. . .
I’ve been super duper busy in recent months. That means I haven’t been around here very much, and I suck at keeping in touch with all of you. I’ve been feeling bad about that, so I’ve come up with a solution to get us through these last few months of baking school. A way for us to get a little closer, or at the very least, make you think I care about you. On occasion, I will be sharing some gems (stupid stories) from an old blog that I’m dismantling. Know that I’m here for you (sorta).
Let’s begin. Here’s a tale from back in 2008. I was just getting to know 2.0, and hadn’t yet realized that conversations like this would become a part of my every day. 2.0 and ebony-the-cat were traveling home to visit family on Christmas Eve, when he called for my assistance on a wee matter.
the phone rings:
2.0: Hey. There’s a power outage in the North End of the city. Do you have power?
2.0: I figured it might be your Christmas tree causing the problem.
(I had about 4,000 twinkle lights on my tree that year, and several people informed me that my tree was so bright that they used its glow to navigate Halifax’s Common at night. It may have reduced crime in the area.)
movita: Very funny.
2.0: Yah. So, I was calling to ask you a question.
movita: What’s up?
2.0: Well, is it normal for a cat to lay down in a bowl of water?
movita: (pausing) Aren’t you in the car right now?
movita: And ebony is with you?
2.0: Yes. And she’s laying in a bowl of water.
movita: I’m not sure what’s happening here.
2.0: EBONY IS LAYING IN A BOWL OF WATER.
movita: Yes, I heard you. I’m just not sure why there is a bowl of water in the car.
2.0: I thought she might get thirsty. It’s an hour and a half drive. And now she’s laying in the bowl of water.
movita: So… where exactly is the bowl?
2.0: On the floor. In the back of the car.
movita: Well, I’m not sure that you needed to give her water for the ride. Especially since I’m assuming you don’t have a litter box on the back seat.
2.0: Oh no. I hadn’t thought of that… Anyway, I put the water on the floor, and at first she drank it, but now she’s kind of panting and laying in the bowl. Her stomach must be wet. Why would she do that?
movita: Maybe she’s confused. I’m sure she wasn’t expecting to find a bowl full of water there.
2.0: I guess. Seems strange though, right?
movita: Yes. I think we can agree that something very strange is happening here…
If you need some help coping with your… every day, you might want to consider bringin’ some awesome to your breakfast. These orange rolls are like cinnamon rolls, but with orange. That seems obvious, but I thought I’d spell it out for you just in case. (See? I’m showing you that I care.) There’s orange flavour infused in the dough, the filling and the glaze. Top notch! Also, they are easy to make. Even easier than convincing a cat not to lay in a bowl of water than has been placed on the floor of a car for her.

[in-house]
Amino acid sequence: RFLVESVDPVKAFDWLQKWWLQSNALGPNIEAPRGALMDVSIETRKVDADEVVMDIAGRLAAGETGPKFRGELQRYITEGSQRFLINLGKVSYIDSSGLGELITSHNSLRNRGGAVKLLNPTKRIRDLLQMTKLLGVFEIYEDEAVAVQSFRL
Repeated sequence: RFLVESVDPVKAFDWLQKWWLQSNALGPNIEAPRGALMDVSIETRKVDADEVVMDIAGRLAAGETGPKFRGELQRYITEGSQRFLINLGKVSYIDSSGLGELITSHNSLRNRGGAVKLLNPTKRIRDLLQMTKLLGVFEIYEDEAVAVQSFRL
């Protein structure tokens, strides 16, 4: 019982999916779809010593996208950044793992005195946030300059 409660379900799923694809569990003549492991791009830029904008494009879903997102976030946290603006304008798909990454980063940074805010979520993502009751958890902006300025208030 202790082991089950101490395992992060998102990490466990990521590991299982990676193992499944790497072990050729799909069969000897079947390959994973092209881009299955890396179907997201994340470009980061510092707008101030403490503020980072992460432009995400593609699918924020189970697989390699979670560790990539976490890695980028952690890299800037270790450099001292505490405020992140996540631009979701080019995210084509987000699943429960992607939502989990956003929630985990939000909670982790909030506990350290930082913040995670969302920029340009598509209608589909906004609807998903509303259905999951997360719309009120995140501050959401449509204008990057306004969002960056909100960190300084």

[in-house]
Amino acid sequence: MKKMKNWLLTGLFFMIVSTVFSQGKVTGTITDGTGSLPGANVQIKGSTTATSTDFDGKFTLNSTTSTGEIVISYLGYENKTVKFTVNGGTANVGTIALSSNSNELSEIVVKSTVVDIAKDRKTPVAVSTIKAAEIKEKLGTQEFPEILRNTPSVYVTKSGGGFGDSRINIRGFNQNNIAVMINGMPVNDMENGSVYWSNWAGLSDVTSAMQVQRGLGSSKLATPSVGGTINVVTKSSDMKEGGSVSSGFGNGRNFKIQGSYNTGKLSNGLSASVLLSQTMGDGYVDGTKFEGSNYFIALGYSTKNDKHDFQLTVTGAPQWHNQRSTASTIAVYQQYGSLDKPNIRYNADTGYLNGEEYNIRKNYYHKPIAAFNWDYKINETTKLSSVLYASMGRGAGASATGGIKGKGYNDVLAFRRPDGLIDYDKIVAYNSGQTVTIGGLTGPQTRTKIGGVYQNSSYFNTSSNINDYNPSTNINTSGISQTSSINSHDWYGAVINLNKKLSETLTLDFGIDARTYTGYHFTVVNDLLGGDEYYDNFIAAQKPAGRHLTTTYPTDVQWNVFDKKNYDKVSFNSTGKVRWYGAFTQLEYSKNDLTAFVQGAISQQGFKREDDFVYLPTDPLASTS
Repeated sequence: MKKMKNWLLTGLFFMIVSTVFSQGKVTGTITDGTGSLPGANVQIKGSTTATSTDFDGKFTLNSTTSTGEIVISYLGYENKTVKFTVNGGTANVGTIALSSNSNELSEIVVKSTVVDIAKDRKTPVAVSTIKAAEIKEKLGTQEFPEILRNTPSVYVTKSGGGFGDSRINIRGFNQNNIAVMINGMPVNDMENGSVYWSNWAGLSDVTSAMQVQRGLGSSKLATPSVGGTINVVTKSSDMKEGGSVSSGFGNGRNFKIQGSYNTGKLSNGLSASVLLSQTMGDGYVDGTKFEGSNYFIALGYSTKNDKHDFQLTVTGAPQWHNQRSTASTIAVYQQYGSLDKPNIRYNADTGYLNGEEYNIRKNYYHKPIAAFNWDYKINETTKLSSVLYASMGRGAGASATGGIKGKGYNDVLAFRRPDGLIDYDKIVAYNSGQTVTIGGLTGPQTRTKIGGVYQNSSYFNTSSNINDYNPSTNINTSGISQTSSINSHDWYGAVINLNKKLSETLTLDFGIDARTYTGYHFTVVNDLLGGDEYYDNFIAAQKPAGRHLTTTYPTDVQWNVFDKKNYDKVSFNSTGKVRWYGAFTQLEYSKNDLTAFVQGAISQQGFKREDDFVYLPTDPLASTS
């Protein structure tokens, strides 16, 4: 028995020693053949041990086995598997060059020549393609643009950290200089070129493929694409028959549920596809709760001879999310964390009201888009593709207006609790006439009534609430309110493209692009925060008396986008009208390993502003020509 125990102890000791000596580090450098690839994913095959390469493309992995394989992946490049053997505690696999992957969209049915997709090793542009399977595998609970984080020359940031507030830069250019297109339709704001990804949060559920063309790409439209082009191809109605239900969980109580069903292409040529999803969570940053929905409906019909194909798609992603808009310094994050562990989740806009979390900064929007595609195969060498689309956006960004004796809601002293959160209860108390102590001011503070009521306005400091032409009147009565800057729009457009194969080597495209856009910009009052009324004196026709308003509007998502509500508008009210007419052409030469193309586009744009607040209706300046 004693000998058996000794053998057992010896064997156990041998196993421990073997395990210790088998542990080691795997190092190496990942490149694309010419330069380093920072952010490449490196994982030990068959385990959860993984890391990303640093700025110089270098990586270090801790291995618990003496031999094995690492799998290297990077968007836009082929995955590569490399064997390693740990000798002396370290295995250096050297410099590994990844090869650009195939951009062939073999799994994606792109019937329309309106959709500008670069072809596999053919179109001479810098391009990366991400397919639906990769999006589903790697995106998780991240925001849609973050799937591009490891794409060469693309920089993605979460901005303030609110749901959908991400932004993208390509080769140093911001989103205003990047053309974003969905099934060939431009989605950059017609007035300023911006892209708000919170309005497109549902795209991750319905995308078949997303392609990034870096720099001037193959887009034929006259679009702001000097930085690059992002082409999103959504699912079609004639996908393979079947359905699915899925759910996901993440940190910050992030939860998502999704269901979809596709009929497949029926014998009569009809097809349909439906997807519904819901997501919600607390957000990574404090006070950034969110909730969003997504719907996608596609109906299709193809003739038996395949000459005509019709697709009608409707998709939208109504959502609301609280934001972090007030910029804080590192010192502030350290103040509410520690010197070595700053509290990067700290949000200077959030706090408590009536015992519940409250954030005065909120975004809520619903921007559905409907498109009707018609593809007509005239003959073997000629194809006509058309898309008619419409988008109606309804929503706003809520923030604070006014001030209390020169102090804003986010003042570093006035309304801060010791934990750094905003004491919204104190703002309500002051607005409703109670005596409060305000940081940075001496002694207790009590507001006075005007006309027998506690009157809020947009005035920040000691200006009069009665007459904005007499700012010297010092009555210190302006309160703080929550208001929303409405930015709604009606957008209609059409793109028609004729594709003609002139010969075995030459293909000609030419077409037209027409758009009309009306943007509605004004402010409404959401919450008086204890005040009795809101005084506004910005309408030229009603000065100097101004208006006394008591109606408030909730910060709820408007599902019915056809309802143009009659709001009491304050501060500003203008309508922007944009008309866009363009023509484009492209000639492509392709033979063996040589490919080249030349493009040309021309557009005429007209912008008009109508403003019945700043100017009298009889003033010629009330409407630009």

. . .
Glazed Orange Breakfast Rolls - adapted slightly from Canadian Living’s Special Baking Edition Holiday 2012 - print and bake
Yields 9 rolls.
For the dough:
- 2 eggs
- 3/4 cup orange juice
- 3 cups all-purpose flour
- 3 tablespoons granulated sugar
- 4 teaspoons baking powder
- 1 1/2 teaspoons salt
- 1/3 cup cold butter – chopped into small cubes
For the filling:
- 3 tablespoons butter, melted
- 3/4 cup granulated sugar
- 4 teaspoons grated orange zest
- 1/4 teaspoon ground cloves
For the glaze:
- 1 cup icing sugar, sifted
- 3 tablespoons orange juice
Preheat oven to 400°F. Grease a 8-inch square baking dish.
Begin by making the dough. Place the eggs and orange juice in a small bowl and beat with a whisk or fork until well combined. Set aside.
In a large bowl, whisk together the flour, sugar, baking powder and salt. With a pastry blender or two knives, cut in the cold butter until the mixture resembles fine crumbs. Drizzle the egg/orange juice mixture over the crumbs, tossing with your fingers to moisten.
Turn the dough onto a lightly floured surface, and knead gently until the dough comes together. Do not overwork the dough – your rolls will be tough. Roll the dough out into a 20 cm (8 inch) square, making sure that the dough is the same thickness throughout.
Make the filling by mixing together the melted butter, sugar, orange zest and ground cloves. Spread the filling over the rolled out dough using a pallet knife or spatula, being sure to cover the dough evenly (right out to edges).
Roll up the dough, keeping the thickness of the roll even as you do so. (I like to roll toward myself, tugging the edge furthest from me up and over the filling, and then rolling up the dough, tightening the log as I go.)
Cut the roll into 9 slices – a very sharp serrated knife works well – let the knife do the work, don’t press on the dough excessively. Re-shape the roll slices if necessary, and then place the pieces in the greased baking dish. There may be a little space between the rolls. Bake until golden and puffed – about 30-35 minutes. Let cool for several minutes (until just warm), run a knife around the edges of the pan, and then flip onto a wire cooling rack to remove the rolls from the pan.
Whisk together the icing sugar and orange juice to make the glaze, and then drizzle over the warm (not hot) rolls.